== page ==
I really hope that there are more movies like this in the future (not saying we should have more scandalous, mistress-filled movies, though), because it shattered all my expectations in a good way, and because the way the events turned out were very realistic and it wasn’t forced unlike other movies that are just in it for the money.

5 thoughts on “Why “The Mistress” Is My Favorite Filipino Movie

  1. I wish I could have watched the movie as well. It seemed quite interesting from the description you gave 🙂 At any case, I agree that more “realistic” movies should come to light. I’ve had enough of sugarcoating and extreme optimism as a tool or a catalyst for happy endings. I’m not saying that I’d like to go for tragedies. Oh no. But, I think people should realize that at all endings, there are a lot of learnings to celebrate and feel good about 🙂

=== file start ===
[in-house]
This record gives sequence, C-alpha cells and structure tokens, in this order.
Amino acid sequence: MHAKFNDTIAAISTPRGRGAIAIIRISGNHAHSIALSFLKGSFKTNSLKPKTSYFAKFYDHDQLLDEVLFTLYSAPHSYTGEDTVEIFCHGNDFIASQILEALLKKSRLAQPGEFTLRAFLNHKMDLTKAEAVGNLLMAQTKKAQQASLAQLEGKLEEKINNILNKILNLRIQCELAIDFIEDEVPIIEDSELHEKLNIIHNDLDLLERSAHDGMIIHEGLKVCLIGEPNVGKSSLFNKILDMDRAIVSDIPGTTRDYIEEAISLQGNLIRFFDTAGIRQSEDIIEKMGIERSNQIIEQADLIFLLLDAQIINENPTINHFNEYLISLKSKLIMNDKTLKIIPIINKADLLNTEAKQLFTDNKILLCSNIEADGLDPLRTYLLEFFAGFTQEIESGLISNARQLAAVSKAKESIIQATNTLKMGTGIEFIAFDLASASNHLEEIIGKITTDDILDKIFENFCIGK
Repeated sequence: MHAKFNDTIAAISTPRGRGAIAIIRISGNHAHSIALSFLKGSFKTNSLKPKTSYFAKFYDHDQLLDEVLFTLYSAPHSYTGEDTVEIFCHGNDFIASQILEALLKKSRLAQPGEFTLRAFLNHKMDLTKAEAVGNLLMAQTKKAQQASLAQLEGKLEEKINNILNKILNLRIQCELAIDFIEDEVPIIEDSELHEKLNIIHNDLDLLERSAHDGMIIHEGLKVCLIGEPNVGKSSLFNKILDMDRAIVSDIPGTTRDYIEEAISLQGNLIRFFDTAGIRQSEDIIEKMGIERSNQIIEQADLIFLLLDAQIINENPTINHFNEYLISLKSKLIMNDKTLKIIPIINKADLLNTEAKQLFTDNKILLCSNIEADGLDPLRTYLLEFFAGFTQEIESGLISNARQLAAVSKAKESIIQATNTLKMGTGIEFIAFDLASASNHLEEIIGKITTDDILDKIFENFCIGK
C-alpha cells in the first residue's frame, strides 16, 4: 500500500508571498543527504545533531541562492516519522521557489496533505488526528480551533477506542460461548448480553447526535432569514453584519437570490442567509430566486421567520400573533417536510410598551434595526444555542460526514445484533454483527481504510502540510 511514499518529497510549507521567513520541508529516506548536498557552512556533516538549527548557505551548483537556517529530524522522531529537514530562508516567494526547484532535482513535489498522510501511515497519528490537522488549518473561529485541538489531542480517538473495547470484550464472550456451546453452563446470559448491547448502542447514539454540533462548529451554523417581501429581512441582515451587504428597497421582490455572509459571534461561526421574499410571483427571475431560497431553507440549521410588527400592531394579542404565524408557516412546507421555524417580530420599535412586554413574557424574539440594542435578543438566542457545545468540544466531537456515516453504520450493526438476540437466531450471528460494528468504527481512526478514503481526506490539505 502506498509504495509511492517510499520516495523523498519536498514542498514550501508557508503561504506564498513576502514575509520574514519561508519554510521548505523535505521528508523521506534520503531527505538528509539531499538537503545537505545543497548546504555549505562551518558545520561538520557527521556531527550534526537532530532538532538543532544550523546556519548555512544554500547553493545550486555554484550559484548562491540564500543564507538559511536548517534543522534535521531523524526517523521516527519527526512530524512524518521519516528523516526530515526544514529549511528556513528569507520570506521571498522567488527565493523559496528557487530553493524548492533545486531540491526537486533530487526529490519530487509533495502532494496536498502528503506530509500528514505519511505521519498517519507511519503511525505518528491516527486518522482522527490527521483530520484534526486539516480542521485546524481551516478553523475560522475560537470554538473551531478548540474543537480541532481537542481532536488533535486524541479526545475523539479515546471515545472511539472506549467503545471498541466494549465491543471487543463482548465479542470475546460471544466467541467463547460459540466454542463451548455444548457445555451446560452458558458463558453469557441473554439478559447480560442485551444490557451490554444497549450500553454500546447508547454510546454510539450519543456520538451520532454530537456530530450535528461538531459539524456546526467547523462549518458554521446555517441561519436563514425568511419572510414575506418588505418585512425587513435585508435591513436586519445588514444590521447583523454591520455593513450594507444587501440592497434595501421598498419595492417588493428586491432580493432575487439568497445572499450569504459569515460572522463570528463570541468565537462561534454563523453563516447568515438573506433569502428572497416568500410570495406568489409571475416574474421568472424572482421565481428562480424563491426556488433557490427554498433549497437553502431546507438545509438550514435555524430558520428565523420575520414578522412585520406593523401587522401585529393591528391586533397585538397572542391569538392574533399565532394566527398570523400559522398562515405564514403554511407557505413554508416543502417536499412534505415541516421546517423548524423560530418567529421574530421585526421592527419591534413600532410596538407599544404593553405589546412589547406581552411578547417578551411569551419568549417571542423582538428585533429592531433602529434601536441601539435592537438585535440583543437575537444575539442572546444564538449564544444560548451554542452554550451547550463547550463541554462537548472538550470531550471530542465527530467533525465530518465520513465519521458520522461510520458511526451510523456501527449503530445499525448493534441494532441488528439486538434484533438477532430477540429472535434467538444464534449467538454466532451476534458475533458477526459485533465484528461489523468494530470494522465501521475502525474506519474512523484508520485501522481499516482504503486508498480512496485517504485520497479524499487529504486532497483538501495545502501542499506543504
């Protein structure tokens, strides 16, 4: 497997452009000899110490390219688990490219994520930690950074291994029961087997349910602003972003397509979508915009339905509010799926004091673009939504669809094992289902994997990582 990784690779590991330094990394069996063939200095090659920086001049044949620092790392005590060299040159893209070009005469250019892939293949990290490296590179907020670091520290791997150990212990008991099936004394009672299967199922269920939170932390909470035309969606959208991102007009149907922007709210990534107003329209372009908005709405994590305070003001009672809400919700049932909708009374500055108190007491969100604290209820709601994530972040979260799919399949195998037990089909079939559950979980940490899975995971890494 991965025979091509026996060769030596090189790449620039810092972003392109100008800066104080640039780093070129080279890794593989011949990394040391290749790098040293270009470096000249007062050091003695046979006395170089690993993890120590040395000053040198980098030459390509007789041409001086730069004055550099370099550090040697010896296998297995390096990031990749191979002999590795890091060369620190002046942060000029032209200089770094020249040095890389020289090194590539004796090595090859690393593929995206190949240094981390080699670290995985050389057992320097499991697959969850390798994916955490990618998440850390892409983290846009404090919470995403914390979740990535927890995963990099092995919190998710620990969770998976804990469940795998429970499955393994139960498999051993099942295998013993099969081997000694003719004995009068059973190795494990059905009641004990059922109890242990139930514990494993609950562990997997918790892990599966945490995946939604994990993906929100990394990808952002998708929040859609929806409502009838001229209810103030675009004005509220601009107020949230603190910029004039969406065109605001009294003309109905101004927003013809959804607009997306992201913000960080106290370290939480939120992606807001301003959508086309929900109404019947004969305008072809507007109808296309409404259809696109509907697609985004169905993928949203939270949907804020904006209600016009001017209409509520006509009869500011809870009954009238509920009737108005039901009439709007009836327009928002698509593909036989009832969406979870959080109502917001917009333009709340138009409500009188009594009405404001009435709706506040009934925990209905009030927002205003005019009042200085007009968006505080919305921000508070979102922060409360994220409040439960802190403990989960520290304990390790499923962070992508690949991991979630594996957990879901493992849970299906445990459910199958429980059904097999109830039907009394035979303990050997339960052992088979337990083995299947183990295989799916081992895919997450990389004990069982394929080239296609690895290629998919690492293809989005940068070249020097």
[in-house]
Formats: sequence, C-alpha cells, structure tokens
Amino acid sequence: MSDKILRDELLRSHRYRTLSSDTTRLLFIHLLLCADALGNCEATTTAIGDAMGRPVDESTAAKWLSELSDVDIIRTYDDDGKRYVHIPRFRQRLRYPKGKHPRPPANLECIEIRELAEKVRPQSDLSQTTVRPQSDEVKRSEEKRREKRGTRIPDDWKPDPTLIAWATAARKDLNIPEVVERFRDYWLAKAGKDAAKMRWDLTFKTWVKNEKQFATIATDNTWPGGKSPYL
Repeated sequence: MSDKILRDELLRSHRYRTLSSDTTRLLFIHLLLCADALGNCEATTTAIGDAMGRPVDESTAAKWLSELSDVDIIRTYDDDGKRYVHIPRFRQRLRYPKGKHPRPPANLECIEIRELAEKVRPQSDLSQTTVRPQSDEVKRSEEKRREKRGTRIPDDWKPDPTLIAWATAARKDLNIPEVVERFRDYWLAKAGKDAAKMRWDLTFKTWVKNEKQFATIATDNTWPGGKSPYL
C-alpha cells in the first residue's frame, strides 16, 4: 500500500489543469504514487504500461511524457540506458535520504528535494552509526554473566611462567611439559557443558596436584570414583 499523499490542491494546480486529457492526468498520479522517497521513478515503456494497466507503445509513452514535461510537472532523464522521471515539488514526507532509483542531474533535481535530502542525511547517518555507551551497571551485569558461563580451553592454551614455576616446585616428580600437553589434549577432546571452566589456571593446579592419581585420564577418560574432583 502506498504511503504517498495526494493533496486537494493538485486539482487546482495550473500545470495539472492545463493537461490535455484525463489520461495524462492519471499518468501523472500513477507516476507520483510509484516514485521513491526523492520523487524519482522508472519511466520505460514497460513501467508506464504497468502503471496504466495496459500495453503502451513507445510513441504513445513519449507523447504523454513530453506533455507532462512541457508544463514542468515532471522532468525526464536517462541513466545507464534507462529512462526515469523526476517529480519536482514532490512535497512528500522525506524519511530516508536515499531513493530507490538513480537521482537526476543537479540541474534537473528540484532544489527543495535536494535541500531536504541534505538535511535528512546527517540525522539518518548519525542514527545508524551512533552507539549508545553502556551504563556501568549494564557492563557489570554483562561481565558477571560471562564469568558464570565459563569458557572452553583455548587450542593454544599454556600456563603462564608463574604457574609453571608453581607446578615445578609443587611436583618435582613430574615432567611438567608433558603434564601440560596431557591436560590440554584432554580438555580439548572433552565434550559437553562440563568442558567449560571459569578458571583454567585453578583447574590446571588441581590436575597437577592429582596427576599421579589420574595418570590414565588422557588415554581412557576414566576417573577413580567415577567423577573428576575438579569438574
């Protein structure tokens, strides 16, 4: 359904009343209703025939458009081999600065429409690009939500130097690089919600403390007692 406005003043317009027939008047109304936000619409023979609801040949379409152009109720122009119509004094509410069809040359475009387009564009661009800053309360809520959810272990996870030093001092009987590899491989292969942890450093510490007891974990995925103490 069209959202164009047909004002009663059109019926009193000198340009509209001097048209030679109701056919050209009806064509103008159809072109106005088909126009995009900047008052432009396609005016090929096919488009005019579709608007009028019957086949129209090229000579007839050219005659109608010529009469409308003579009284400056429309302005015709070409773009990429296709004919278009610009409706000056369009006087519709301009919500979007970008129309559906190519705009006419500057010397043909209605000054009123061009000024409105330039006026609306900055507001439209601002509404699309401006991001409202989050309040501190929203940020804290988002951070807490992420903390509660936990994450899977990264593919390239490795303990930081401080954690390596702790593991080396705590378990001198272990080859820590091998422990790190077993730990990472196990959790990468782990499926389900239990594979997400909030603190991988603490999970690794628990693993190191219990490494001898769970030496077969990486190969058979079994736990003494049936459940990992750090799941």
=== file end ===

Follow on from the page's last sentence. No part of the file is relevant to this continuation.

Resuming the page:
The tendency kasi for overly far fetched good endings is that it gives a concept of “everything must go well” when in fact, that’s not the case. And, it will be more painful when that is not the case. The media should be more careful in the consciousness they are trying to forward to the public 🙂

  2. I like how you were able to analyze a somewhat very typical and usual Filipino plot. I guess you just have to find a way to be able to look at the movie in a deeper and analytical way. It does seem a good exercise to be able to look beyond what is presented. Good job!